The Covid-19 pandemic is affecting everyone around the globe and leaves none of us untouched. However, much of the focus in international media has been on the most affected countries and richer countries in East Asia, the European Union and the United States with less attention given to countries around the Baltic Sea, in Eastern Europe and the Caucasus. Since the FREE Network includes research and policy institutes in Belarus (BEROC), Latvia (BICEPS), Russia (CEFIR@NES), Poland (CenEA), Georgia (ISET), Ukraine (KSE) and Sweden (SITE), we are uniquely placed to provide a comprehensive regional perspective on the pandemic with examples of very different strategies implemented in the countries concerned.

Many of the countries in Eastern Europe and the Baltic region differ from Western Europe in terms of successfully limiting infections and deaths resulting from the pandemic so far. At the same time, the situation in Russia has worsened rapidly over the last few weeks, despite a lockdown having been imposed. The fatality rate and the number of infections have also been high in Sweden, where, in contrast to other Baltic countries, only relatively lenient restrictions have been imposed on the population. In the same vein, the Belarusian government has taken few, mild measures in response to the pandemic, but the mortality rate seems to have remained rather low.

This webinar will provide a first overview of how countries in the region have fared in the pandemic and allow for a better understanding of what governments have done, how people have responded, how other countries are being portrayed in the national media, and what the current discussions focus on.


  • 🇸🇪 Jesper Roine, Professor at the Stockholm Institute of Transition Economics (SITE / Sweden)
  • 🇱🇻 Sergejs Gubins, Research Fellow at the Baltic International Centre for Economic Policy Studies (BICEPS / Latvia)
  • 🇷🇺 Natalia Volchkova, Director of the Centre for Economic and Financial Research at New Economic School (CEFIR@NES / Russia)
  • 🇬🇪 Yaroslava V. Babych, Lead Economist at ISET Policy Institute (ISET / Georgia)
  • 🇺🇦 Tymofiy Mylovanov, President at the Kyiv School of Economics (KSE / Ukraine)
  • 🇧🇾 Lev Lvovskiy, Senior Research Fellow at the Belarusian Economic Research and Outreach Center (BEROC / Belarus)
  • 🇵🇱 Michal Myck, Director of the Centre for Economic Analysis (CenEA / Poland)


  • Torbjörn Becker, Director of the Stockholm Institute of Transition Economics (SITE / Sweden)

The webinar opens a series of online discussions aiming to provide a regional overview, updates as well as in-depth analysis of specific topics related to the Covid-19 pandemic. Follow-up webinars will focus on such topics as regional differentiation within countries, effects on the environment, the gender dimension of the pandemic, and the analytical aspects of Covid-19 statistics.

Date: Thursday, May 28th, 15.00-16:30 CET

Location: Zoom webinar, link to be provided for registered participants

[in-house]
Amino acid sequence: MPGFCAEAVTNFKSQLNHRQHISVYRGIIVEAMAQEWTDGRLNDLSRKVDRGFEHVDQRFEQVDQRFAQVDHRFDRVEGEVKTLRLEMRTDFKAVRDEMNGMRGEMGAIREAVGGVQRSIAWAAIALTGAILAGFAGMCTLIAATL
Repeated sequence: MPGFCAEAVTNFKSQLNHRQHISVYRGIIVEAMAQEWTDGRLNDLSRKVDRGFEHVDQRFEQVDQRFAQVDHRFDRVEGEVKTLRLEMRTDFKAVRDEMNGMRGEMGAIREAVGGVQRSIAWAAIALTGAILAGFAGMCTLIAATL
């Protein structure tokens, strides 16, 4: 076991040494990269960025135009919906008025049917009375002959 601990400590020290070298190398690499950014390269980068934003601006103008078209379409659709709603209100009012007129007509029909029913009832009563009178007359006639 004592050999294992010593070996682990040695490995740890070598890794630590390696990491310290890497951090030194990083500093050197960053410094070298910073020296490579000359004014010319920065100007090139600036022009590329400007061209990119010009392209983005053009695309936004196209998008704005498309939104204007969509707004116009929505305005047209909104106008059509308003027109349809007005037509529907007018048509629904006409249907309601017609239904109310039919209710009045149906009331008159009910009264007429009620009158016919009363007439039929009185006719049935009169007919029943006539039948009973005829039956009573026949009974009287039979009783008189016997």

RSVP: The number of participants for the webinar is limited, therefore we invite to register as soon as possible, but no later than May 25, 23:59 CET.

Registration link: Please click here to register.

Tax Meat to Save the Baltic Sea

Portion of meat placed on a wooden pallet representing idea of tax meat to save the Baltic Sea

In a world of perfect markets, where prices are “right”, consumers’ choice should, with few exceptions, be limited only by their budget constraints. But in the case of agricultural products, the “right” prices are not in place. One reason is that producers in this sector do not bear the costs for the externalities they generate. Focusing on the case of the Baltic Sea, this brief provides some insights into why livestock producers are, by and large, exempted from environmental policies, and raises the question whether something should be done about it.

An Italian expression describes the attempt to juggle too many projects or attain too many goals at once, with the tacit implication that something is bound to fail. “Avere troppa carne al fuoco“: literally, to have too much meat on the grill. This, in a metaphorical but also quite literal sense, is the dominant impression left by some summer reading about the situation of the Baltic Sea.

The Baltic Sea is home to the world’s largest anthropogenic “dead zone”. The main culprit is the unsustainable livestock production in the region, generating externalities (i.e., costs that economic actors impose on others without paying a price for it) that short-circuit the functioning of the markets, creating a case for regulatory intervention. The concept of externalities is today most famously related to the issue of carbon dioxide emissions and climate change, felt by many as the most pressing challenge mankind has to deal with at present. In recent years, a lot of brain power has been spent on this, but there is more to environmental degradation and climate change than just CO2 and rising temperatures. A very conspicuous example is literally under our eyes, in the water body that lies between our lands. What should we do about it?